A Look At President Biden's Budget Tax Proposals
On March 9, 2023, President Biden, as part of his fiscal budget for 2024, proposed many expansive and ambitious tax changes. Among the changes are:
- An increase in the top marginal tax rate for non-corporations from 37% to 39.6%;
- Increasing the top tax rate on capital gains and dividends for non-corporate taxpayers with incomes exceeding $1 million ($500,000 if filing separately) to 37% (or 39.6% if the top rate is increased);
- Taxing the transfer of appreciated property by gift or bequest, except transfers to a U.S. spouse would not be taxed, but such a transfer would result in a carryover tax basis.
- Transfers to a charitable lead or a charitable remainder trust would be taxed, except for the charitable portion. The tax would not apply to outright transfers to charity.
- The transfer of a principal residence would be taxed, but the current exclusion would apply;
- The exclusion for transfers by gift or at death would be reduced to $5 million;
- A limit on gifts qualifying for the per donee current annual exclusion of $17,000 would be limited to an aggregate of $50,000 per year.
- The Generation Skipping Tax exemption would only apply to two generations below the transferor. For this purpose, current GST trusts would be deemed to have been created on the date of the enactment of the proposed legislation.
- The estate tax on family-owned and operated businesses would be deferred until the interest is sold or the business ceases;
- Taxpayers with a wealth of more than $100 million would be subject to a minimum tax of 25% on total income, including unrealized capital gains;
- GRATs would be required to have an initial term of 10 years or more and a maximum term of the life of the annuitant, plus 10 years.
- Transfers between a taxpayer and a grantor trust that is not fully revocable by the Grantor would be taxable.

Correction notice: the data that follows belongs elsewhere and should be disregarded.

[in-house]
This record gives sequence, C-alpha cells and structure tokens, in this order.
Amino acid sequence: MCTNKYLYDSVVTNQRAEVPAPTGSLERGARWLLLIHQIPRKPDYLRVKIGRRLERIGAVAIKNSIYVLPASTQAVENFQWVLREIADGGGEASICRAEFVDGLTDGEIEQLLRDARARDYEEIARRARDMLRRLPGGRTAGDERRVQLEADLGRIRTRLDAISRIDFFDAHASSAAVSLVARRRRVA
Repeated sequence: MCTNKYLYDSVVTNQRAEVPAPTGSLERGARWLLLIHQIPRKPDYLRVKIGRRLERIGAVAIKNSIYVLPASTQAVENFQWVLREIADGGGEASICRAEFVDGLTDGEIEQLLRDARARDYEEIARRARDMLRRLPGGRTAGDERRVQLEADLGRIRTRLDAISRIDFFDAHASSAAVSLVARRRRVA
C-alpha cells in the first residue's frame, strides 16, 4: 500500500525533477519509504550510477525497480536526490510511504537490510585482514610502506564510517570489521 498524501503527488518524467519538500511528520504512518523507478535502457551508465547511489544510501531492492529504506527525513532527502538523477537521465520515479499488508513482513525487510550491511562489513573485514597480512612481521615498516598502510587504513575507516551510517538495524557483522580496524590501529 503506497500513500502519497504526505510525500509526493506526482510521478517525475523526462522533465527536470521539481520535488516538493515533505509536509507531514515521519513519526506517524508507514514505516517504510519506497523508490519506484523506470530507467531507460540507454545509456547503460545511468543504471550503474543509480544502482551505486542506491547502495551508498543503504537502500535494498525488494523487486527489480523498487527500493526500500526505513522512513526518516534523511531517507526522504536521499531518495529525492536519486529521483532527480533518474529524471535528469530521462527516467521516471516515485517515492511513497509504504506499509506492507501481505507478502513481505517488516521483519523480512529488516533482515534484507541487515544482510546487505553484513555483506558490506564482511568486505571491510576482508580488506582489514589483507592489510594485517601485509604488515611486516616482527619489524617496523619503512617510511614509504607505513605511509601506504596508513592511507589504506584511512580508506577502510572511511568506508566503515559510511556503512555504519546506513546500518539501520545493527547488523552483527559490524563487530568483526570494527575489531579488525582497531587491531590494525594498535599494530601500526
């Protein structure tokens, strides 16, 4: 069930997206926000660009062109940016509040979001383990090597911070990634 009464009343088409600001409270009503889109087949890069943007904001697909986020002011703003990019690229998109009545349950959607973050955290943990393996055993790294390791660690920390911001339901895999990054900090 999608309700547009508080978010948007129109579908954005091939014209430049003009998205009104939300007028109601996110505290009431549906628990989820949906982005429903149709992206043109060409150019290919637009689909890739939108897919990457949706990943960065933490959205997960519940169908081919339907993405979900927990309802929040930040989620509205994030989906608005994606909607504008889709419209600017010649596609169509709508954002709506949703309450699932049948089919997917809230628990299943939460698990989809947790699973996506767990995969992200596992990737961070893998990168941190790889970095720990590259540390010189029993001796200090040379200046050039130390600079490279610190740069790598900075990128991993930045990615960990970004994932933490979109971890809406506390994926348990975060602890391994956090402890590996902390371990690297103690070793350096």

- There are several proposals to restrict Taxpayers from taking certain valuation discounts;
- The Net Investment Income Tax Rate would be increased for Taxpayers in excess of $400,000 to 5% from 3.8%, and it would be extended to include gross income and gain from any trade or business even if it is not subject to employment taxes;
- Like Kind Exchanges of real estate would be limited annually to $1 million of gain for a joint return, $500,000 for taxpayers filing separately.
- Depreciation Recapture on sales of real estate would be treated similar to Depreciation Recapture on sales of personal property (all gain up to the amount of the previously deducted depreciation is taxed as ordinary income) for taxpayers with an adjusted gross income of $400,000 or more, $200,000 if filing separately.
- Taxpays with high retirement plan balances (more than $10 million) as of the last day of the previous year will be required to distribute 50% of the excess.
- Taxpayers with modified adjusted gross income of more than $400,000 single, ($450,000 joint) would be prohibited from rolling over to a Roth IRA an amount distributed from a traditional IRA or eligible retirement plan.
How likely are some of these proposals to be enacted? Not very likely for the following reasons:
- Almost all of the proposed tax changes are very aggressive. Few are “loophole closures.” Most of the changes are grounded in the principal that the “Rich are not paying their fair share.” To get these proposed changes enacted, a new mind-set in taxation would need to take place. For example, like kind exchanges have long been viewed as a legitimate tax planning technique. The proposal would essentially limit like kind exchanges to de minimis real estate transactions. The real estate lobby is very strong, and will not support the change. Even if the Democrats controlled both houses of Congress and the presidency, it is difficult to see most members agreeing to this change.
- At a time when the economy is unstable, tax increases will not have support. Rather, tax cuts will be supported to inject growth.
- Increasing the rate of tax on capital gains, increasing the Net Investment Income Tax Rate, and changing capital gain to ordinary income because of depreciation on real estate, will reduce the incentive to invest in real estate.